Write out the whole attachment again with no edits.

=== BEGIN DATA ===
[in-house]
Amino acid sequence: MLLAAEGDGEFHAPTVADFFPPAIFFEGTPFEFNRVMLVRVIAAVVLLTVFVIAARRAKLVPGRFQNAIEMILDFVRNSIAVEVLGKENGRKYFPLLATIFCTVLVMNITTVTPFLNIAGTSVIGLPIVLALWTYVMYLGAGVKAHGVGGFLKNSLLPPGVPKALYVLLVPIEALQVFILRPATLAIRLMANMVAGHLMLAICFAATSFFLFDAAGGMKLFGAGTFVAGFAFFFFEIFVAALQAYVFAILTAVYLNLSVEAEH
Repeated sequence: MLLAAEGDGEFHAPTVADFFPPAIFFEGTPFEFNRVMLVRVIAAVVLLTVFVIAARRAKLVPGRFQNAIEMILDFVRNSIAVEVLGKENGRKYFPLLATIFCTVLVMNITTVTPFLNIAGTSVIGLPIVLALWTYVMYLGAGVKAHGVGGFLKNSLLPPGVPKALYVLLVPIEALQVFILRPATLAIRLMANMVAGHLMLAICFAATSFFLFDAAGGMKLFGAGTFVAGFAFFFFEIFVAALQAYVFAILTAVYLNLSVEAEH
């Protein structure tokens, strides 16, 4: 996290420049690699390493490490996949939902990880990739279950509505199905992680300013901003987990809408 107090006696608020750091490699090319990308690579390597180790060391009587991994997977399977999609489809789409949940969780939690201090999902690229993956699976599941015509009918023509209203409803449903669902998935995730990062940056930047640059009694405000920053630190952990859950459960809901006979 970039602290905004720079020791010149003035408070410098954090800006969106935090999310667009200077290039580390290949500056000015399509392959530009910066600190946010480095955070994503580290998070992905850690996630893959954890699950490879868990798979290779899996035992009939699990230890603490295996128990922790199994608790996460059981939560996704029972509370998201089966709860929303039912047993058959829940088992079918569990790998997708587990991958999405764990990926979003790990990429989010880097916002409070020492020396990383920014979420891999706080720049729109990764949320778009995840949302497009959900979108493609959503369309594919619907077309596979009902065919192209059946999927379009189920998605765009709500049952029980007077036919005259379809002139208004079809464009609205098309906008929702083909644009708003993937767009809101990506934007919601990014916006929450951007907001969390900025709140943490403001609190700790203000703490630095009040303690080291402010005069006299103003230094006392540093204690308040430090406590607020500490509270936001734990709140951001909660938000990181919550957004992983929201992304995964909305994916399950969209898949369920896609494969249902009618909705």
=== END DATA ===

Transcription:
[in-house]
Amino acid sequence: MLLAAEGDGEFHAPTVADFFPPAIFFEGTPFEFNRVMLVRVIAAVVLLTVFVIAARRAKLVPGRFQNAIEMILDFVRNSIAVEVLGKENGRKYFPLLATIFCTVLVMNITTVTPFLNIAGTSVIGLPIVLALWTYVMYLGAGVKAHGVGGFLKNSLLPPGVPKALYVLLVPIEALQVFILRPATLAIRLMANMVAGHLMLAICFAATSFFLFDAAGGMKLFGAGTFVAGFAFFFFEIFVAALQAYVFAILTAVYLNLSVEAEH
Repeated sequence: MLLAAEGDGEFHAPTVADFFPPAIFFEGTPFEFNRVMLVRVIAAVVLLTVFVIAARRAKLVPGRFQNAIEMILDFVRNSIAVEVLGKENGRKYFPLLATIFCTVLVMNITTVTPFLNIAGTSVIGLPIVLALWTYVMYLGAGVKAHGVGGFLKNSLLPPGVPKALYVLLVPIEALQVFILRPATLAIRLMANMVAGHLMLAICFAATSFFLFDAAGGMKLFGAGTFVAGFAFFFFEIFVAALQAYVFAILTAVYLNLSVEAEH
């Protein structure tokens, strides 16, 4: 996290420049690699390493490490996949939902990880990739279950509505199905992680300013901003987990809408 107090006696608020750091490699090319990308690579390597180790060391009587991994997977399977999609489809789409949940969780939690201090999902690229993956699976599941015509009918023509209203409803449903669902998935995730990062940056930047640059009694405000920053630190952990859950459960809901006979 970039602290905004720079020791010149003035408070410098954090800006969106935090999310667009200077290039580390290949500056000015399509392959530009910066600190946010480095955070994503580290998070992905850690996630893959954890699950490879868990798979290779899996035992009939699990230890603490295996128990922790199994608790996460059981939560996704029972509370998201089966709860929303039912047993058959829940088992079918569990790998997708587990991958999405764990990926979003790990990429989010880097916002409070020492020396990383920014979420891999706080720049729109990764949320778009995840949302497009959900979108493609959503369309594919619907077309596979009902065919192209059946999927379009189920998605765009709500049952029980007077036919005259379809002139208004079809464009609205098309906008929702083909644009708003993937767009809101990506934007919601990014916006929450951007907001969390900025709140943490403001609190700790203000703490630095009040303690080291402010005069006299103003230094006392540093204690308040430090406590607020500490509270936001734990709140951001909660938000990181919550957004992983929201992304995964909305994916399950969209898949369920896609494969249902009618909705």